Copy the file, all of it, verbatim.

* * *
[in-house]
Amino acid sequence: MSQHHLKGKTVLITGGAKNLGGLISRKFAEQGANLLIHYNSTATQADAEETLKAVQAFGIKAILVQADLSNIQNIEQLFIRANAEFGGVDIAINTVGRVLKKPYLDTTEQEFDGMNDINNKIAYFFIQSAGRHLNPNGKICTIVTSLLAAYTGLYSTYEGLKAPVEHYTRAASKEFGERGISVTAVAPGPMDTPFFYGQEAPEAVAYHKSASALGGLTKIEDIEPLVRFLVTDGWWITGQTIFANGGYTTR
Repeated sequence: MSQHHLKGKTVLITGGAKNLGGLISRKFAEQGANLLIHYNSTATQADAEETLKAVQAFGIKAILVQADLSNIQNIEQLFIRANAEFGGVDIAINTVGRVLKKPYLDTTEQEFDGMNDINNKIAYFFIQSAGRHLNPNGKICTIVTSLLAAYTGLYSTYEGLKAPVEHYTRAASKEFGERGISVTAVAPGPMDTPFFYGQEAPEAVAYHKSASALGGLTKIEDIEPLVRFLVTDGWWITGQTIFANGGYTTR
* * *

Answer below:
[in-house]
Amino acid sequence: MSQHHLKGKTVLITGGAKNLGGLISRKFAEQGANLLIHYNSTATQADAEETLKAVQAFGIKAILVQADLSNIQNIEQLFIRANAEFGGVDIAINTVGRVLKKPYLDTTEQEFDGMNDINNKIAYFFIQSAGRHLNPNGKICTIVTSLLAAYTGLYSTYEGLKAPVEHYTRAASKEFGERGISVTAVAPGPMDTPFFYGQEAPEAVAYHKSASALGGLTKIEDIEPLVRFLVTDGWWITGQTIFANGGYTTR
Repeated sequence: MSQHHLKGKTVLITGGAKNLGGLISRKFAEQGANLLIHYNSTATQADAEETLKAVQAFGIKAILVQADLSNIQNIEQLFIRANAEFGGVDIAINTVGRVLKKPYLDTTEQEFDGMNDINNKIAYFFIQSAGRHLNPNGKICTIVTSLLAAYTGLYSTYEGLKAPVEHYTRAASKEFGERGISVTAVAPGPMDTPFFYGQEAPEAVAYHKSASALGGLTKIEDIEPLVRFLVTDGWWITGQTIFANGGYTTR